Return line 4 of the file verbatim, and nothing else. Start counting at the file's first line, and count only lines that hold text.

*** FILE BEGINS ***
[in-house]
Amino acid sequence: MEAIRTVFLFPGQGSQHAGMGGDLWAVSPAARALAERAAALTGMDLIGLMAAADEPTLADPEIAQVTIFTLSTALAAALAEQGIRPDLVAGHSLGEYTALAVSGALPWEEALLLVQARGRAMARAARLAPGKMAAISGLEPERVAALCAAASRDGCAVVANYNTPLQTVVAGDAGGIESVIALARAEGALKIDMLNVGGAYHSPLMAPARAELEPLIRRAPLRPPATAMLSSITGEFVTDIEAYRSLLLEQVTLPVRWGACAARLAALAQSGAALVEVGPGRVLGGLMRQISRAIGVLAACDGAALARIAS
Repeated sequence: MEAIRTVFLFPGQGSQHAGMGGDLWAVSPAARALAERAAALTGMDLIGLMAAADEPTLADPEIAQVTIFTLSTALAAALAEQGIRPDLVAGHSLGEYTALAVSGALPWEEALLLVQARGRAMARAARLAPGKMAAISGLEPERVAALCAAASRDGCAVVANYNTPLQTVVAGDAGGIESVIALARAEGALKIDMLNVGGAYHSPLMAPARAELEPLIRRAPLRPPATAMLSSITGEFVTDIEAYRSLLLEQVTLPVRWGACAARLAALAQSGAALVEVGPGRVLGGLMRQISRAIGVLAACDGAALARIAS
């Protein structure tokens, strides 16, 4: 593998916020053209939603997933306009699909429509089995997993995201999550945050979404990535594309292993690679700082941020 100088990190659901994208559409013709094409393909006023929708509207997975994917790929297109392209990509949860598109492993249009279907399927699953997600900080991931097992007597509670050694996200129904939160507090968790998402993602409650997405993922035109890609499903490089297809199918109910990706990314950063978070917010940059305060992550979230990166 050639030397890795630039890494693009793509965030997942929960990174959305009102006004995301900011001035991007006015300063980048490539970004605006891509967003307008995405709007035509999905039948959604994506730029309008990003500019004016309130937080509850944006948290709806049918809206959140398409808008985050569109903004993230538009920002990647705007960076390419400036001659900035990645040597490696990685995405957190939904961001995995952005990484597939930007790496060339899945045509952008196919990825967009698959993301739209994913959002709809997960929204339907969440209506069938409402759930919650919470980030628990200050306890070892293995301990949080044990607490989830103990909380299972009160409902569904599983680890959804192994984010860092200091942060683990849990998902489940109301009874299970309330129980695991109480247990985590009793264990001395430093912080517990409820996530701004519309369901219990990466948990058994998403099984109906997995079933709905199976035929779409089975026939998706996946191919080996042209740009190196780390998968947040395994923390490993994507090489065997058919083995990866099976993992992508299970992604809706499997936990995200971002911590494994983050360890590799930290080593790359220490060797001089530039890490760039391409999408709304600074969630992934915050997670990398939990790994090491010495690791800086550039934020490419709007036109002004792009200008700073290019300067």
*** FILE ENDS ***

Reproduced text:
């Protein structure tokens, strides 16, 4: 593998916020053209939603997933306009699909429509089995997993995201999550945050979404990535594309292993690679700082941020 100088990190659901994208559409013709094409393909006023929708509207997975994917790929297109392209990509949860598109492993249009279907399927699953997600900080991931097992007597509670050694996200129904939160507090968790998402993602409650997405993922035109890609499903490089297809199918109910990706990314950063978070917010940059305060992550979230990166 050639030397890795630039890494693009793509965030997942929960990174959305009102006004995301900011001035991007006015300063980048490539970004605006891509967003307008995405709007035509999905039948959604994506730029309008990003500019004016309130937080509850944006948290709806049918809206959140398409808008985050569109903004993230538009920002990647705007960076390419400036001659900035990645040597490696990685995405957190939904961001995995952005990484597939930007790496060339899945045509952008196919990825967009698959993301739209994913959002709809997960929204339907969440209506069938409402759930919650919470980030628990200050306890070892293995301990949080044990607490989830103990909380299972009160409902569904599983680890959804192994984010860092200091942060683990849990998902489940109301009874299970309330129980695991109480247990985590009793264990001395430093912080517990409820996530701004519309369901219990990466948990058994998403099984109906997995079933709905199976035929779409089975026939998706996946191919080996042209740009190196780390998968947040395994923390490993994507090489065997058919083995990866099976993992992508299970992604809706499997936990995200971002911590494994983050360890590799930290080593790359220490060797001089530039890490760039391409999408709304600074969630992934915050997670990398939990790994090491010495690791800086550039934020490419709007036109002004792009200008700073290019300067």